In the late 1930s, York could see the evils of Hitler and Japan. Even though it was not popular to be for war, he felt we needed to be involved. Hollywood also wanted to do a movie on York. Although he had turned them down many times, he now thought it was time. Months before Pearl Harbor, the movie “Sergeant York”, starring Gary Cooper, was the movie everyone was seeing. It encouraged men to do what was right concerning our freedoms. During the war, York rallied and gave speeches to help the war effort. The proceeds York made from the movie served to pay back debts and to build a Bible college. When York was home, people from all over the country would come and visit him and his family. No one was ever turned away from a meal.
In 1954, York suffered a cerebral hemorrhage which caused him to be bedridden for the remainder of his life. To make matters worse, IRS informed him that he owed them over $170,000 in back taxes and penalties. An appeal was made that reduced the taxes to $26,000, but he was still unable to pay it.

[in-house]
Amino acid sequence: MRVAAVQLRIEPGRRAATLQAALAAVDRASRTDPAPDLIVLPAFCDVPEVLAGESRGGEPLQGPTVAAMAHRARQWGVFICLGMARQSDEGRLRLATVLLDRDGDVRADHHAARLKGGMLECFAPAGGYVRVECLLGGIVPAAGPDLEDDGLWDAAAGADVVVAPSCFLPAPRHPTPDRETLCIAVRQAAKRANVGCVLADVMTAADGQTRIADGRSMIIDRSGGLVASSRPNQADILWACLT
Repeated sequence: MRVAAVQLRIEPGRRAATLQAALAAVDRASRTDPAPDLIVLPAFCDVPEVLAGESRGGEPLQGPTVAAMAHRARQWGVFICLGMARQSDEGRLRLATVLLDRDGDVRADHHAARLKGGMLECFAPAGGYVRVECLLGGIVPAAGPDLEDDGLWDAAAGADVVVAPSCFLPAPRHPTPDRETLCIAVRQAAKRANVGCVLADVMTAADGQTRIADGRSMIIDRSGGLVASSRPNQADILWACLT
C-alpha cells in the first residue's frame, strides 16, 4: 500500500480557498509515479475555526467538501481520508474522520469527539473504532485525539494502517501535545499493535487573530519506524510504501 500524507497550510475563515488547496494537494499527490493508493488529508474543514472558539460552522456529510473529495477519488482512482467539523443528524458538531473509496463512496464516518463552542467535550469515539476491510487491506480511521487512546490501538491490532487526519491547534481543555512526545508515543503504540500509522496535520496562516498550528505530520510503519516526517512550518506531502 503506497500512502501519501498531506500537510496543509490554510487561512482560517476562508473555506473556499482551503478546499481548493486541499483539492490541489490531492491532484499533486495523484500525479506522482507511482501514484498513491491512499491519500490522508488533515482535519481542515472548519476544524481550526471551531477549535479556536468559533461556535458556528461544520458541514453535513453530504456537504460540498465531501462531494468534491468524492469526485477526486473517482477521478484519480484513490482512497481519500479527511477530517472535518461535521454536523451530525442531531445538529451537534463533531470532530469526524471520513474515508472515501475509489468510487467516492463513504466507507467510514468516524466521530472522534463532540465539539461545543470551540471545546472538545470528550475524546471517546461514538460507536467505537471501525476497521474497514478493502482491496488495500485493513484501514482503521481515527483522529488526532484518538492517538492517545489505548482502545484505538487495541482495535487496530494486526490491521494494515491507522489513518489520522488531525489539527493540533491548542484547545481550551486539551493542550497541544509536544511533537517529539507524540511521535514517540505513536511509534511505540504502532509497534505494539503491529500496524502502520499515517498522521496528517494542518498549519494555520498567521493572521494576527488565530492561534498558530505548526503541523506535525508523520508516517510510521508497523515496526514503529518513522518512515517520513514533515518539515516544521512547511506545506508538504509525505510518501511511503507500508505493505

Someone spoke to Ed Sullivan about making an announcement on his show concerning the Sergeant. Thousands of letters poured in with financial support. Those letters paid the taxes that were owed. In September 1964, Alvin C. York walked into the arms of his Savior. He is buried near the church were he first met the Savior. Not far from his grave is the hill where he was seeking guidance about fighting. Gracie lived another 20 years and died in September 1984. Alvin and Gracie had 10 children.
One of the things that Alvin wanted to be remembered by is from his own words:
“When I die, I had rather it be said about me that I gave my life toward aiding my fellow man than for it to be said that I became a millionaire through capitalizing on my fame as a fighter. I do not care to be remembered as a warrior, but as one who helped others to Christ.”